Many observers viewed Rubin Kazan's first-ever Russian championship triumph in 2008 as a flash in the pan. History appeared to be on the pundits' side, as no team based outside of Moscow had ever successfully defended the title.
But all series come to an end at some stage or another, in this case on the penultimate matchday of the season. The men from Kazan battled to a goalless draw away to 2007 champions Zenit St Petersburg, and with closest pursuers Spartak Moscow losing 3-2 at home to city rivals CSKA, the point was enough for Rubin to retain their crown. "This season was more difficult than the last one. We've had to prove last year's success was no accident. We went into the campaign determined to achieve just that," commented coach Kurban Berdyev.
The facts prove that the 2009 title race was indeed a great deal harder than the previous edition. The men in red enjoyed a commanding lights-to-flag success in 2008, going top on the first day and staying there through to the end, but their title defence this year was marked by an indifferent start. It began well enough with a 3-0 victory over Kuban Krasnodar, but the team from the capital of the Tatarstan republic then played out successive goalless stalemates against Spartak Nalchik and FK Moscow, slipping to fifth in the standings as a result. However, that was to be their lowest placing of the season.
Third-tier hopefuls to top-flight giants
Rubin reclaimed top spot after ten games and never surrendered it after that. Once they had run into form, Kazan again set the standards in the Russian Premier Liga, with the most goals (62) and victories (19), the lowest number of goals against (21), and the fewest defeats (5). At the end of the 30-match season, the margin between themselves and runners-up Spartak Moscow was an imposing eight points.
This season was more difficult than the last one. We've had to prove last year's success was no accident. We went into the campaign determined to achieve just that
The repeat success is even more remarkable when you consider that Rubin were a third-tier club just a decade ago. Ten years on, and they have emerged as one of the leading teams in the whole of the former Soviet bloc. They first burst onto the scene as a promoted club in 2003, finishing the season in third and qualifying for the UEFA Cup (now the Europa League).
The back-to-back champions were a formidable force away from home in 2009 too, with ten wins and just one defeat in 15 matches. The solitary reverse on the road was a 2-1 defeat to Lokomotiv Moscow. Curiously, the record at their home Central Stadium was somewhat less impressive, including nine victories but also four defeats, to runners-up Spartak, CSKA, FK Rostov and Amkar Perm.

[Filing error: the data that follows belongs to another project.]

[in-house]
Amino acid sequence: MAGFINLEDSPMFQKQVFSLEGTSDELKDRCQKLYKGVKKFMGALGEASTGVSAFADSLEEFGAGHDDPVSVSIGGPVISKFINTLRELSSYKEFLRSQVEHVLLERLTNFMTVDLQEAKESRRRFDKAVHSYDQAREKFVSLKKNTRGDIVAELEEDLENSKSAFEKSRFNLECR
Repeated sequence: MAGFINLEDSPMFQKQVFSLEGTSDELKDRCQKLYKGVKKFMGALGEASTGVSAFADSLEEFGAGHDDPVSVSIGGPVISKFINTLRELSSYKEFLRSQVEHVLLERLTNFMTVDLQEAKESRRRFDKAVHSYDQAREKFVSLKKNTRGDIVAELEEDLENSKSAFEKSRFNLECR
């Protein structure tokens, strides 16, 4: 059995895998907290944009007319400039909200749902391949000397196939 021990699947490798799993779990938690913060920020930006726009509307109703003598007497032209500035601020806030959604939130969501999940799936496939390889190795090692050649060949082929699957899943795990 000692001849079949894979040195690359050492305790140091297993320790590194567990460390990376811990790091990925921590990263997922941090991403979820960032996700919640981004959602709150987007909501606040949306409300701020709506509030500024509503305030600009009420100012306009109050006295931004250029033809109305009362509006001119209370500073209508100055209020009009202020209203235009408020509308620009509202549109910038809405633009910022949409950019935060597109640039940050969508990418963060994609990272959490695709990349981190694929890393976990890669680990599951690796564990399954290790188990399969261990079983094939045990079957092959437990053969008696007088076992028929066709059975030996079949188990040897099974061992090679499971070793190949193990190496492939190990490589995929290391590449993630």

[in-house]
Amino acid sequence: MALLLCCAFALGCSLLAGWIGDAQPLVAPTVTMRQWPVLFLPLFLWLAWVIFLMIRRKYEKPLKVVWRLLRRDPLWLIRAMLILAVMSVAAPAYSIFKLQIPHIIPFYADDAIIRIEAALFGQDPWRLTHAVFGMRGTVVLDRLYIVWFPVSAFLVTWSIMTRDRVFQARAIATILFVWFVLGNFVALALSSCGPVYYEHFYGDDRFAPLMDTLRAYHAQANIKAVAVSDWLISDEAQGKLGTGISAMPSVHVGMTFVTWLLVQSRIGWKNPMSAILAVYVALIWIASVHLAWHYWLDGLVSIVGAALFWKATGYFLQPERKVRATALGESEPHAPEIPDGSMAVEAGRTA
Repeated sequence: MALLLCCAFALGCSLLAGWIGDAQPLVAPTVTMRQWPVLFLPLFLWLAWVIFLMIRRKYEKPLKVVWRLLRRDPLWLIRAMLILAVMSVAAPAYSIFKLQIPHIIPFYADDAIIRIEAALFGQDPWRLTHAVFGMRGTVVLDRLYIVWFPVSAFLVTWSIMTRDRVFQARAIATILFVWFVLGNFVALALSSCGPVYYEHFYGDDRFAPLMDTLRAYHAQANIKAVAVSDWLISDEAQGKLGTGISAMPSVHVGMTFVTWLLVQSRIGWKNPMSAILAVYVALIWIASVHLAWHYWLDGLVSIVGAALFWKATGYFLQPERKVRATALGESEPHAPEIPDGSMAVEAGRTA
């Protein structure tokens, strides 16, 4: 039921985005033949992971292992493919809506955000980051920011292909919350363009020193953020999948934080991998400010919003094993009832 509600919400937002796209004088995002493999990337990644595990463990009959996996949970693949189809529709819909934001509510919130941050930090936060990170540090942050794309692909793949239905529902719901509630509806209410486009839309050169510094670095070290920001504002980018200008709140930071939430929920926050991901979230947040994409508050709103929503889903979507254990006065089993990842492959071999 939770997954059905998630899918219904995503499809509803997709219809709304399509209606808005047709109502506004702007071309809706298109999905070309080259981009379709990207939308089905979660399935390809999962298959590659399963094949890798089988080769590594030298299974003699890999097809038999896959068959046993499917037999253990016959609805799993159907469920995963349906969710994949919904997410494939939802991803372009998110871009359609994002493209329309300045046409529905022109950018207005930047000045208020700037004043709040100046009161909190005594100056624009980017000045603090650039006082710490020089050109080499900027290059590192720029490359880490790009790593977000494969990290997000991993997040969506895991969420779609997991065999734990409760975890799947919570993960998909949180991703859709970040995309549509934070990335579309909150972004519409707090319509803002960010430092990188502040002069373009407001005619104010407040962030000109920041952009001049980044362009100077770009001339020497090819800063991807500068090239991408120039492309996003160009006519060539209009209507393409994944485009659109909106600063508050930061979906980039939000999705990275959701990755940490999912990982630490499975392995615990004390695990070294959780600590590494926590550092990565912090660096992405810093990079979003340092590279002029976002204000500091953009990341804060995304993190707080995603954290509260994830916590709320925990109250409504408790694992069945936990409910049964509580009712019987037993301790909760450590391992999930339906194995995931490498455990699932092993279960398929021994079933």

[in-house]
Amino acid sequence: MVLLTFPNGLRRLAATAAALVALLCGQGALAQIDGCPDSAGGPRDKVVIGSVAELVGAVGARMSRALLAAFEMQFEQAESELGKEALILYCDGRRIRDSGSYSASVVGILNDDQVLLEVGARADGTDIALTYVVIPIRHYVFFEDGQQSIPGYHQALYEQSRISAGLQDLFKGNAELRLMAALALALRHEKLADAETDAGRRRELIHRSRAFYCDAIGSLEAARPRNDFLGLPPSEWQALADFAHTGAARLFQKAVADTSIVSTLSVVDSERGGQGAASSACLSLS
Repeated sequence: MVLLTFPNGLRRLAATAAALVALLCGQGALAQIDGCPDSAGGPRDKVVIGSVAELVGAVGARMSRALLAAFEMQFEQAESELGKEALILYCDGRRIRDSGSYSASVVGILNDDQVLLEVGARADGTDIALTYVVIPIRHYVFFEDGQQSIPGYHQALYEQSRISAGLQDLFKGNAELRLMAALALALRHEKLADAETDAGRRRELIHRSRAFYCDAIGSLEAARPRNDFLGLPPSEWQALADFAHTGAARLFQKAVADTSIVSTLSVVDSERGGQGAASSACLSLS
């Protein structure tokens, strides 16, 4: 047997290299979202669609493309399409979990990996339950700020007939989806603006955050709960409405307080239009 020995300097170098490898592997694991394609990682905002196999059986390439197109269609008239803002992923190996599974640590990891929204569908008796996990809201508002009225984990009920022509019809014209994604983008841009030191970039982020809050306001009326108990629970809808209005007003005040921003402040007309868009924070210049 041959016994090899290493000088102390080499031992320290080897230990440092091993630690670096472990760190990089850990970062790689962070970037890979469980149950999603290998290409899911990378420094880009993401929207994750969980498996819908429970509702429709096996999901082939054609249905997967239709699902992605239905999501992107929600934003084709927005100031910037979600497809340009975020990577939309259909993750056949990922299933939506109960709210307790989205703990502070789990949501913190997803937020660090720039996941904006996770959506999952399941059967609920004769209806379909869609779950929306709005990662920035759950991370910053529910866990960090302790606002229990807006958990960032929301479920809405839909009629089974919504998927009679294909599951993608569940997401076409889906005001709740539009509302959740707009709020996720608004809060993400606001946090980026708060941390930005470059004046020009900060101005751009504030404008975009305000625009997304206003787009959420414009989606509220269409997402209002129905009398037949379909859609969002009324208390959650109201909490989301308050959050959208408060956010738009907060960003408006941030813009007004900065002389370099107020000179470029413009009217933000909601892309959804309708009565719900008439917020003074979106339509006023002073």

Khimki and Kuban Krasnodar relegated
Turing to Rubin's rivals, the once all-powerful clubs from the capital have now gone three seasons without collecting the title. CSKA brought the trophy to Moscow in 2005 and 2006 and finished third and second in the following seasons, but only just scraped into Europe this year in fifth. Coach Leonid Slutsky and his men at least enjoyed the consolation prize of the Cup, Evgeni Aldonin netting the only goal of the final against champions Kazan.
The outlook appears even more bleak for city rivals Spartak, nine-time champions between 1992 and 2001, but runners-up again this year. Zenit St. Petersburg, 2008 UEFA Cup and 2008 European Super Cup winners, have yet to compensate for the loss of stars such as Andrei Arshavin, Anatoliy Tymoshchuk and Pavel Pogrebnyak, and had to be content with third place.
You can beat anyone with the right tactics. Rubin can still qualify for the last sixteen, although they travel to face mighty Inter on the final group match.
At the wrong end of the table, FK Khimki were the first club condemned to relegation. The club, based in the north-west of the greater Moscow area and founded little more than 13 years ago, tumbled through the relegation trap-door after finishing with the fewest wins (2) and goals (20), and the most defeats (24) and goals against (64). Khimki will be joined in the second division by Kuban Krasnodar after a brief single-season spell in the top flight.
Dream of a hat-trick
Second-tier football looks an almost impossibly remote threat for the men from Kazan right now, as they have wasted little time laying down their credentials on the European as well as the domestic stage. In arguably the biggest shock of the current UEFA Champions League season, the Russians beat Barcelona 2-1 at Camp Nou, and then held out for a 0-0 draw in the return. "You can beat anyone with the right tactics," reasoned striker Aleksandr Bukharov. Rubin can still qualify for the last sixteen, although they travel to face mighty Inter Milan on the final group matchday.
Whatever their European fate, when the new Premier Liga season gets underway next spring, Rubin Kazan appear predestined for a starring role in the battle for the Russian crown. The men in red will give everything they have in the effort to become only the second team in Russian footballing history to rack up a hat-trick of league titles.